You've always been lauded for your forward-thinking approach to EDM. Lately there seems to be a lot of nostalgia and the recycling of classic house and techno sounds. Why do you think producers are looking to the past for inspiration instead of the future, and what do you think the future of EDM is?
Most people making electronic music don't invent their own sound, because doing that is really difficult -- working out what works within it and what doesn't. So the Detroit/Chicago revival is just all the unimaginative people finding what a minor seventh chord is. Or finding some Detroit presets in their soft synths. But against that, there are people -- Hieroglyphic Being, for example -- who are making very personal, real music in that area. Music is a dialogue, a big conversation among all the people who have real ideas. There is a future. There are new things still to be discovered and invented. But it'll be multifaceted and fragmented over the net, and I'm sure I'll only like five percent of it.
You're known for your eclecticism as a DJ. What are some of the classic cuts that never leave your bag? And what are you currently digging?
I try and at least rotate the old stuff that I keep in my bag! But there are some things I could listen to forever. Plastikman's "Glob" for example.
In the past, you've been critical of digital production tools like Ableton. What is your own process in the studio and how would you say that approach brings more value to the finished result?
To put my criticism clearly: With democratization of the tools, we all need higher standards. If you made something that sounds like techno, using a load of tools designed to make something that sounds like techno, you haven't achieved anything. So don't show it to anyone. Ableton is a wonderful piece of software. Democratization is a great thing. Just want to be clear about that!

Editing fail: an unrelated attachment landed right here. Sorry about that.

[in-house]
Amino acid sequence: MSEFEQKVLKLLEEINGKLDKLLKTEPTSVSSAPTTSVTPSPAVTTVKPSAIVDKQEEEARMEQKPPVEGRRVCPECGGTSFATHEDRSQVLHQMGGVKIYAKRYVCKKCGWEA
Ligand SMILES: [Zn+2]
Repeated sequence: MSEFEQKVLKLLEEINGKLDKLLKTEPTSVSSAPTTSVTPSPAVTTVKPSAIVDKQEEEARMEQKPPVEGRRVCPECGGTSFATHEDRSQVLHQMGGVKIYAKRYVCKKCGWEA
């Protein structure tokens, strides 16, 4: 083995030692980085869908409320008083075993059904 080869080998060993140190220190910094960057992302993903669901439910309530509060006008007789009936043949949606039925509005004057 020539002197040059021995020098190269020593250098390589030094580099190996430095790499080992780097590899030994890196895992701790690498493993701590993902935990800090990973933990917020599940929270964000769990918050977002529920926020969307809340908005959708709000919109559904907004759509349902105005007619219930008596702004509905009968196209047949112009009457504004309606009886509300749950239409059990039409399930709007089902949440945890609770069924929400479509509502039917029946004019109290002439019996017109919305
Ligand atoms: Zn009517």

In my studio, Ableton is mostly MIDI-sending, from a bunch of half-done Max-for-live patches I've made -- semi-unpredictable stuff -- and then Ableton records what comes back from the synths. I don't really use many soft synths or computer effects at the moment, just recording live takes from the "real" instruments. There are good soft synths, but I don't like clean music. It isn't some sort of objective higher value I'm creating, it's just what I like -- wooly, loose, animalistic music. What you hear actually happened. For me, that's like the ultimate achievement -- the intangible realism.
What does the future have in store for James Holden?
Finishing the record I've started this year. Then we'll see what I feel like doing. And Border Community is busy over the coming months. The Kate Wax album is coming, which is incredible.
What can Miami expect during your performance at the Electric Pickle?
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I am looking forward to it a lot. I love playing in that type of space. So you can expect to see me enjoying myself, which is when the best sets happen!
James Holden with SAFE residents. Friday, September 2.
Electric Pickle, 2826 N. Miami
Ave., Miami. Cafeina, 297 NW 23rd St., Miami. The show starts at 10 p.m. Call 305-438-0792 or visit cafeinamiami.com.